Right, where was I?
There we go.
For The Lulz is a roguelike space travel and battle simulator by Subset Games. Now, before your brain archivist crams this amidst stuff like Eve, Evochron, Freelancer, Space Rangers, etc, look at the interface:
Doesn’t look like your typical first-person dog-fighting simulator, now, does it?
This game’s focus is on managing your ship’s systems. Power management, weapon charging and timing, all that jazz. I only truly started puking rainbows when I realized you can control any door on the ship individually and extinguish fires by opening the airlocks. It’s tremendous fun, assuming you remember to lock your crew in oxygenated rooms elsewhere.
You start seven sectors away from your home sector, to which you must bring vital information about the rebel fleet that is chasing you on the way. The rebels are the bad guys for once! Violent, racist little rebels, they are. It is my firm belief that this is what Jehovah’s witnesses will become if we do not stop them now. Buy a sledgehammer today and do your part.
Anyway, meet Captain McBob and his two lovely assistants, Rama and Lama, which sadly cannot be customized to fit a slave Leia costume (I figured the sooner I get on Anita Sarkeesian‘s show, the more views I’ll get, so REDIRECT ALL POWER TO THE SEXISM DRIVE). I expect a patch to fix this very soon, Subset Games! Also larger pixelated boobs, preferably usable as an emergency oxygen supply.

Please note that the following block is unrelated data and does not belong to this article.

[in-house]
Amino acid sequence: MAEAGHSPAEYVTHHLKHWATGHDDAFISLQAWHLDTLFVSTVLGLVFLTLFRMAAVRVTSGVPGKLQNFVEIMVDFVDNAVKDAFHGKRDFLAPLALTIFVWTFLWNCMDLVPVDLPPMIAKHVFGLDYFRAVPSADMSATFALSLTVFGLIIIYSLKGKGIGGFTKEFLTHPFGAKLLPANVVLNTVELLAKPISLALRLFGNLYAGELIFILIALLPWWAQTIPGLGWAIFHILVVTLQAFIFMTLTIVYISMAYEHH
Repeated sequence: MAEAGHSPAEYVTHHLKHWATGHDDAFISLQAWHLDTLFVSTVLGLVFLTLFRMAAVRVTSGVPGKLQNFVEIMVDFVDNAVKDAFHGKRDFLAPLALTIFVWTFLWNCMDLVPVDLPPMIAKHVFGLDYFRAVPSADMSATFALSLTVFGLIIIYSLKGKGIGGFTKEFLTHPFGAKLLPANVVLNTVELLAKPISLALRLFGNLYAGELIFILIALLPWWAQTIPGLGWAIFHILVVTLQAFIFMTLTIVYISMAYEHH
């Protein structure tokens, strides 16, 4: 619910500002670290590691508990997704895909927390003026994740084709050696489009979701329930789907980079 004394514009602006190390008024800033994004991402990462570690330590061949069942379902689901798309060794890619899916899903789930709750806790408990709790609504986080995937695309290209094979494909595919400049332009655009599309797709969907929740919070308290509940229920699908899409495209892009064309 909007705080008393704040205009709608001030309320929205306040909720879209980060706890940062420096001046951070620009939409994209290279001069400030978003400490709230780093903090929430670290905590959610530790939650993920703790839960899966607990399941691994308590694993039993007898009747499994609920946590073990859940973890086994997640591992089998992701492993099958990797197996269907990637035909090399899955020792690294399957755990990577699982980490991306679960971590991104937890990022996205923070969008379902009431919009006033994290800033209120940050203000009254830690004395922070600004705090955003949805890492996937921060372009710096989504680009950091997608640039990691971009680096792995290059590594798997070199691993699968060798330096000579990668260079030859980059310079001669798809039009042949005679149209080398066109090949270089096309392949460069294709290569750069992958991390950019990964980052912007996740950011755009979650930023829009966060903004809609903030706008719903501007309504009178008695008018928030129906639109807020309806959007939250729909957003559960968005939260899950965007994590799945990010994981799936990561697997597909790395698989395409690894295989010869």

So let’s see how Captain McBob and his two wenches fare in their odyssey.
Nebula, nebula, or nebula?
Decisions, decisions. Let’s go with nebula. It’s a gut feeling, I’m telling you.
The kitchen’s on fire!
One jump and the ship catches fire with a single shot from a shitty auto-scout. We’re off to a good start. I feel like during my first years of playing chess. The fun thing about combat in FTL is that you have this engaging real-time pressure telling you that every decision matters. For example, if I had told Rama to go give the Captain a blowjob, there wouldn’t be anyone left in the room to put out the fire. I’m so smart.
The battle is over and the crew collects fuel and scraps from the debris. Oh, Rama! McBob hadn’t professed his love for you yet! So young… so disposable. I guess She should have gone to the COCKPIT(!!) after all.
Oh well, Lama’s way better in the sack, anyway. But now it just sounds disturbing.
The other kitchen’s on fire!